Improving tax collection - Public Accounts Contents

Annex: Public Accounts Committee Conference on The Impact of Globalisation on Taxation


1. As our inquiries on tax avoidance throughout the Parliament have demonstrated, international tax law and the tax practices of multinational companies have a significant bearing on the amount of tax paid in the UK, and affect governments and citizens across the world. We therefore decided to hold an international conference in the City of London to discuss the nature of the problem, progress made to address it, particularly in relation to the work of the OECD, and outstanding challenges and potential solutions at both the national and international level.

2. The conference was sponsored by the Institute of Chartered Accountants in England and Wales, and was hosted by the City of London Corporation in the Guildhall on 30 October 2014. We welcomed 200 delegates including fellow parliamentarians from eight European countries, business representatives, academics, campaigners, tax lawyers and experts from the OECD.

3. We summarise the main areas of discussion below.

The problem

4. Conference delegates were in broad agreement that international tax laws and administration are no longer appropriate for the 21st century and are in need of updating.

5. The current rules had been introduced with the aim of eliminating borders to encourage global trade. However, in a globalised economy, companies have increasingly adopted global, decentralised business models. This enables companies to operate, for example, sales in Europe, production in Asia, and R&D in America, but not pay tax on profits anywhere. Double tax arrangements were designed to ensure that firms and individuals did not have to pay tax twice on the same profits in different countries but some companies have managed to take advantage of these rules to achieve double non-taxation, meaning they pay no tax in either jurisdiction.

6. The status quo causes problems for governments, individuals and, increasingly, companies themselves.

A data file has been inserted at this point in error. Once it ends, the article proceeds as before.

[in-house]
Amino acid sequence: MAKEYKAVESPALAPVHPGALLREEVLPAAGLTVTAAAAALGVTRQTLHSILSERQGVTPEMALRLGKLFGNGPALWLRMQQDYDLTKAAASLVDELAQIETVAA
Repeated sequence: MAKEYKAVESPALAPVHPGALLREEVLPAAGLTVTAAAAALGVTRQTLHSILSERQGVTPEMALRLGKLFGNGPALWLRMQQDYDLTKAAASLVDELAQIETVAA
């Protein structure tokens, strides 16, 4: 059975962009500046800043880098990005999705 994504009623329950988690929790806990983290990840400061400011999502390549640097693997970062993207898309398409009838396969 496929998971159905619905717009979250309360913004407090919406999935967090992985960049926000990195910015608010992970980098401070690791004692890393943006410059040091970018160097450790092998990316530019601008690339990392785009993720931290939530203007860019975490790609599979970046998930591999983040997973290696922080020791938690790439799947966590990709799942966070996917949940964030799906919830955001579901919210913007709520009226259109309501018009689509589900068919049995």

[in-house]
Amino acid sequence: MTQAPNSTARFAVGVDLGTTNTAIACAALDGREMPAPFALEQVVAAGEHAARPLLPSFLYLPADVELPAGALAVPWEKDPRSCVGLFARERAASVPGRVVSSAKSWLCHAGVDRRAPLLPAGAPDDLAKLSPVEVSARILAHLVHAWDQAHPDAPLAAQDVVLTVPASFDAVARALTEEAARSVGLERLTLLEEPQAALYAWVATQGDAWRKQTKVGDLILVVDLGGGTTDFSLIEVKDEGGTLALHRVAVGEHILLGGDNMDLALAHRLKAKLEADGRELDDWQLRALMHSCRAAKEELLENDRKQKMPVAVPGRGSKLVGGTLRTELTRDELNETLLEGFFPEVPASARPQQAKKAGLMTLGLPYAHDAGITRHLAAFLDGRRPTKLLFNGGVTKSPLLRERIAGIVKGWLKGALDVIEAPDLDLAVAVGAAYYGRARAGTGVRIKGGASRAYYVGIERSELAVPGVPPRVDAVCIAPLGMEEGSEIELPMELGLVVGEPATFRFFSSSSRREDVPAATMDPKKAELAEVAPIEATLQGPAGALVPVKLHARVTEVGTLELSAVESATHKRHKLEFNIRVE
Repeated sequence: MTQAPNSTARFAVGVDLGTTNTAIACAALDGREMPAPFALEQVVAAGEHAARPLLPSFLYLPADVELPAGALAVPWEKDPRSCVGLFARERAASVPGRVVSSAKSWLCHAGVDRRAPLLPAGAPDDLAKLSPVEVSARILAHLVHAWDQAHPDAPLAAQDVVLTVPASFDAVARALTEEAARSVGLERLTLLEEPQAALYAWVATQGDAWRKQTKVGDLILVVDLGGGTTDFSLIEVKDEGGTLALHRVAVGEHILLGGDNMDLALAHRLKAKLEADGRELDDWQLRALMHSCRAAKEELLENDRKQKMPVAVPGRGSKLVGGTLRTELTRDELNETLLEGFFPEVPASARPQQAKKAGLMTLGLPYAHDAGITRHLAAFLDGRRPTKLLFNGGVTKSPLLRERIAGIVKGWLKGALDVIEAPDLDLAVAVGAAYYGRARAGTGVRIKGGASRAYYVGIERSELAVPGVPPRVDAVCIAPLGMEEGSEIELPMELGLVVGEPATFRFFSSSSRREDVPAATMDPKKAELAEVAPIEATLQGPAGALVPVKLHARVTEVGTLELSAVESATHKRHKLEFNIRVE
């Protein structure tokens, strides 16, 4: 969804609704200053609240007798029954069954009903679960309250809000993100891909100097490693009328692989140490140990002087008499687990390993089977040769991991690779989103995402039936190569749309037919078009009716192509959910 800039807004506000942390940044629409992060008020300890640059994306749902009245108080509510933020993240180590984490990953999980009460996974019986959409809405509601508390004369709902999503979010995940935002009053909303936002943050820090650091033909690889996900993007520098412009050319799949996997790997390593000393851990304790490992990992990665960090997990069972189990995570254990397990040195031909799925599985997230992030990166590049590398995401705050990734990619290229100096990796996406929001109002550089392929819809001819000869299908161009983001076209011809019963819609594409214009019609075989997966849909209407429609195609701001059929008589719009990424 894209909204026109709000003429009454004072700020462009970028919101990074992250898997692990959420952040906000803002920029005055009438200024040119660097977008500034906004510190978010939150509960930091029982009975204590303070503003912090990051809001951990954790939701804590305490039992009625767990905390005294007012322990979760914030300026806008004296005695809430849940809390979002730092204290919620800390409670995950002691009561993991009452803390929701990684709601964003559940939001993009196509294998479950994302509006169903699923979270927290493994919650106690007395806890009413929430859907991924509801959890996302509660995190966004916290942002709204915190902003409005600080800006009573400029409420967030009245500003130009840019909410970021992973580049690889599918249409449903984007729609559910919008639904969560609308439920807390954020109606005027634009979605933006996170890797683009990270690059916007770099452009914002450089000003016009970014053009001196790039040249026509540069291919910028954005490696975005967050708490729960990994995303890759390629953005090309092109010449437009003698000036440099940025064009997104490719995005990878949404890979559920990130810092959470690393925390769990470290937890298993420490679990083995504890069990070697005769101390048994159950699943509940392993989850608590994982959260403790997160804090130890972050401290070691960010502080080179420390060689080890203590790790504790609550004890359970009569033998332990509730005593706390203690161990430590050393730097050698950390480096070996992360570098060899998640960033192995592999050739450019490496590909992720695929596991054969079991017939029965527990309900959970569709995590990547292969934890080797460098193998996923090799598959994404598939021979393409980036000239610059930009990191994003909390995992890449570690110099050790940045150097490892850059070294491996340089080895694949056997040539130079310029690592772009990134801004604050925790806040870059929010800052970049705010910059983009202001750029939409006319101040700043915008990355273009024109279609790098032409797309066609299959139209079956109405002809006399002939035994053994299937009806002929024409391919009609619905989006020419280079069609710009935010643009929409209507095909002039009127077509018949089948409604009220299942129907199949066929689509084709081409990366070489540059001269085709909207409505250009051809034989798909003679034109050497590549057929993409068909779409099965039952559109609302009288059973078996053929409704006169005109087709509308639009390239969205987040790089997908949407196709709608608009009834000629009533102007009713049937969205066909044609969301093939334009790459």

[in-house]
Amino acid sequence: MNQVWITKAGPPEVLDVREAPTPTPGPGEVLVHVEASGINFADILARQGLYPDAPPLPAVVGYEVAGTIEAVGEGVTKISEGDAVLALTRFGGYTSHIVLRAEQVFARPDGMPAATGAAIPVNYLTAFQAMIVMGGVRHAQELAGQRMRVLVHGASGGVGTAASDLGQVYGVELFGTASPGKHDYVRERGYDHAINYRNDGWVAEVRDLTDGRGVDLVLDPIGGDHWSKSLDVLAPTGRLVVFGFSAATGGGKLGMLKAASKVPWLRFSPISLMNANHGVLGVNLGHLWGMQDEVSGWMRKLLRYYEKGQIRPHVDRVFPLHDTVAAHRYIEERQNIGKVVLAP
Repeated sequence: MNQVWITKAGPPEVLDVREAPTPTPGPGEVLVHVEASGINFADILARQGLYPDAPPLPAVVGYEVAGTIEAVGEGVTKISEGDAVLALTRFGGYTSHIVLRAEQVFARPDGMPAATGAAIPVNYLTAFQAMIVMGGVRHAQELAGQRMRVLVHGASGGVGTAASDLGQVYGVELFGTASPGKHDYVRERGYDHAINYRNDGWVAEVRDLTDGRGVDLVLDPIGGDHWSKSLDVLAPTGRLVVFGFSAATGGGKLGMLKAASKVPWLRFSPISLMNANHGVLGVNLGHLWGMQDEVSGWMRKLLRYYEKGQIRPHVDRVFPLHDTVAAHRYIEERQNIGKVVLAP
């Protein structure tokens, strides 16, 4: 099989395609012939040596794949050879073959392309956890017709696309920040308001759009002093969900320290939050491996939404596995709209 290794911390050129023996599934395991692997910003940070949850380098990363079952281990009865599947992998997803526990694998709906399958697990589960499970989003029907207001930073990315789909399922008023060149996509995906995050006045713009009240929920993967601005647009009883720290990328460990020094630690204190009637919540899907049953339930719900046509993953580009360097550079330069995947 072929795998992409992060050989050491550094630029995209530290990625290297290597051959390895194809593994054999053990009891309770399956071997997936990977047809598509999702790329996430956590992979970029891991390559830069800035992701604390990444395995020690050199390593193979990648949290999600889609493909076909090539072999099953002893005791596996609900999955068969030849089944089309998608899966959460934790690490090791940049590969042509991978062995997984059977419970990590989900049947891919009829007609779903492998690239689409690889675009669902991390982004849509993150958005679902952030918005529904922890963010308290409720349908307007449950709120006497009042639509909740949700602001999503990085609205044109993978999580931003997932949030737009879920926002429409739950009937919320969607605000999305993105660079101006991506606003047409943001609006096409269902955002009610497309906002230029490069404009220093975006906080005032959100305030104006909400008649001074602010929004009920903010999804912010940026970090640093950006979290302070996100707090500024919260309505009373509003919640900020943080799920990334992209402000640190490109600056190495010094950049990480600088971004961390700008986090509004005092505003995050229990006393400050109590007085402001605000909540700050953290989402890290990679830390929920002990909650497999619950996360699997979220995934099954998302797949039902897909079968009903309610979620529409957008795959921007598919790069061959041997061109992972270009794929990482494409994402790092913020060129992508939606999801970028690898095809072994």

7. Governments have been losing revenue as corporation tax receipts decline. It is a particular problem for developing countries, who have a far greater reliance on corporation tax as individual tax is not as developed a process.

8. As a result, the burden of taxation is shifting from companies to individuals: income tax, VAT and property taxes have all been increasing to cover these losses.

9. Delegates had differing views about the extent of the problem. Some argued that it was one more of perception than reality, and that the huge increase in the amount of international tax transfers was a natural result of the huge increase in the amount of international trade that has occurred. There was also disagreement as to whether or not companies and individuals have a moral duty to pay their "fair share", with one speaker arguing we should discuss these issues in the language of values and good citizenship, rather than morality.

10. However, as the public has woken up to this issue, companies have been increasingly concerned to avoid reputational damage and tax policy now features prominently on boardroom and Corporate Social Responsibility agendas. The public often simply do not believe the figures on profit presented by companies, even if they are technically accurate. If there is no trust in business, it makes it much harder to do business, making it harder to create wealth. Moreover, companies who do pay their "fair share" can be disadvantaged by the current system where it creates unfair competition.

11. Although the debate on tax avoidance is often polarised, and different views exist as to how it should be addressed, there is therefore a shared agenda for reform.

International action to increase the effectiveness of tax collection

12. On this basis, the G20 and the OECD have begun a process of international tax reform to combat tax avoidance. Delegates heard that the OECD wants to continue to promote global trade to create successful businesses which create wealth for countries, but wants better transfer pricing guidelines and more transparency.

13. First, the OECD has led negotiations to improve transparency, leading to the Automatic Exchange of Information (AEI) which by 2017 will have 92 signatory countries. Delegates were told that as a result of this, for example, the Philippines had recovered $1 million in 2014 through Exchange of Information; and Sweden had recovered €139 million from 230 exchanges of information from Germany.

14. The G20 has further mandated the OECD to develop an action plan to prevent base erosion and profit shifting, focusing on three core principles:

·  Coherence;

·  Substance (i.e. defining the substance of transactions, and where they occur); and

·  Transparency.

15. Progress is being made to deliver these actions, assisted by a broad international consensus regarding the need for change. However, delegates posed a number of challenges to those charged with implementing these reforms, from a range of different perspectives: